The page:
precludes you from storing your data in a country where privacy legislation is less strong. There's no "it was him" get out clause for you to point the finger at your provider, you chose them, your problem.

Tony Hopkinson
Tony Hopkinson

It means different things to different people at different times though. As soon as you hear "Cloud is the death knell of the IT department". Cloud means cut salary and equipment costs, no matter what... The mix and match approach isn't new is it, It's nothing to do with cloud per se, and the cloud addresses exactly none of the issues around configuring a number of smaller software packages to achieve a specific result. Not being funny, well I am actually. It's the continual evasion of real issues by cloud proponents that irritates more than anything.

Deadly Ernest
Deadly Ernest

$50,000 in fines for breach of privacy laws etc.

Deadly Ernest
Deadly Ernest

many countries it isn't going to happen without major changes to many laws around the world. One thing that would do is to make industrial espionage easier for companies involved in it as many of their targets will then be co-located.

Deadly Ernest
Deadly Ernest

as a mobile service to handle just me email would cost me from double to up to five times the same cost of Internet access via a wired connection. Like most of the world the wireless broadband is based on a per MB charge that is 2.5 times for the basic account level then 5 times for each MB above your monthly limit. And that doesn't get into the bit about there NOT being a mobile device that will handle my IT needs as there is NOT a 23 inch notebook on the market at a reasonable price and I need the big screen for what I do on a computer.

jimbo.starr
jimbo.starr

... of something that may have required a mainframe. If you did, you'd realize that the applications that could go mobile (or in your wishful thinking: need to go mobile ) is but a small portion of the exposed surface area in that IT infrastructure managed by their CIOs. They can't be retiring if they have to leave the stewardship of the corporate information assets in hands like yours.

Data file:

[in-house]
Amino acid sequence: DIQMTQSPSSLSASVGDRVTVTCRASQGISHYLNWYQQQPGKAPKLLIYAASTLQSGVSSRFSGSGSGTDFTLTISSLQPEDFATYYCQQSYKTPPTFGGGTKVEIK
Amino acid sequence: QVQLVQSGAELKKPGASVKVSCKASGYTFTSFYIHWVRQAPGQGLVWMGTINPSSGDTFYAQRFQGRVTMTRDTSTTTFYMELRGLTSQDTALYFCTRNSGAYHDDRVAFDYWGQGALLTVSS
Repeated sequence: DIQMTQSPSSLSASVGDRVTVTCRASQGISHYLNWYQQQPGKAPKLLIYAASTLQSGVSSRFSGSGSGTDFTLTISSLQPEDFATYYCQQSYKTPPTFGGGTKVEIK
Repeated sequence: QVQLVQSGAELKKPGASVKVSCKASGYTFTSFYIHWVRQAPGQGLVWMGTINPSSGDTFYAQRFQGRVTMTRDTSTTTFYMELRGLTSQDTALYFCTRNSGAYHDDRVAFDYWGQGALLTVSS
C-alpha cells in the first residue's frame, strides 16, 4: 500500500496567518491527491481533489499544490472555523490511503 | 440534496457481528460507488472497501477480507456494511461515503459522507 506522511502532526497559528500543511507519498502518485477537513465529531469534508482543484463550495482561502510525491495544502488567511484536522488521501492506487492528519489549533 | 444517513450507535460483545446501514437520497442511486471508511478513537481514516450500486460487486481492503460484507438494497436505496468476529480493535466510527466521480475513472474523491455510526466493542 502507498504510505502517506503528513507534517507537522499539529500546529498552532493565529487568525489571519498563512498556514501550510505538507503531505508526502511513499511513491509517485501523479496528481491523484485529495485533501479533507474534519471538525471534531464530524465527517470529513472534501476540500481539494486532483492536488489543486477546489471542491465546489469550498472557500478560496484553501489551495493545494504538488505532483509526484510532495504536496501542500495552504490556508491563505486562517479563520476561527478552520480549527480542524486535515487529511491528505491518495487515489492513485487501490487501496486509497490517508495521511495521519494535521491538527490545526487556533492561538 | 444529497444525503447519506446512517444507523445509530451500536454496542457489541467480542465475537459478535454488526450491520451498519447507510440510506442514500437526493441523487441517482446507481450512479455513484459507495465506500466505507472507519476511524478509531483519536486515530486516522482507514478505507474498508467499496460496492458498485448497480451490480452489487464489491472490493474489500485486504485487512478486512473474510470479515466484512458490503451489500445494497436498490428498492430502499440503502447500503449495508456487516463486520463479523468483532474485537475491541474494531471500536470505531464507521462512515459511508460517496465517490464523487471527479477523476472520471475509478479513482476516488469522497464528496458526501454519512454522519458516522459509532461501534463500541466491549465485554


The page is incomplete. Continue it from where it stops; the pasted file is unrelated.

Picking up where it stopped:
GAProgrammer
GAProgrammer

It seems to me that this whole "mobile" trend is the same as the cloud - another buzzword for marketers. Most business does not work well on mobile (even tablets).Mobile may be a small peice of IT, but it will NEVER replace it.

sslevine
sslevine

I worked in an environment for 8 yrs. with hundreds of Macs. I can support any platform; I have no preference. HOWEVER - Apple had a serious logic board (motherboard to you PC people) and I had Ibooks coming and going day in and day out. PILES of boxes in the IT office that Apple shipped us after every support call to send them back for repair. Some my staff shipped back & forth (6) times, before an Apple tech told them "Oh! If the problem recurs more than twice, we are supposed to replace the iBook!" Some were replaced - with refurbs. Just sayin'. Can happen with any hardware. There are a whole set of root commands to reset the Apple O/S, just as Windows has it's own. And IBM, etc. etc. As I said, you have been a lucky man. :-)

doug
doug

Compare that with the typical company where most everyone in the IT department has the administrative password. Or worse, the computer services company they contracted with for the network have the password. Imagine that. A company network where the owner or CEO directly controls all access. I bet they would like that. :-)

srikanth231979
srikanth231979

Based on history of IE, before release of any IE Microsoft says that it is stabe and scured, but couple of weeks it will be attacked by so many, so how the Cloud is safe?. How MicroSoft IE is safe and reliable.. Think before commenting anything...

tech
tech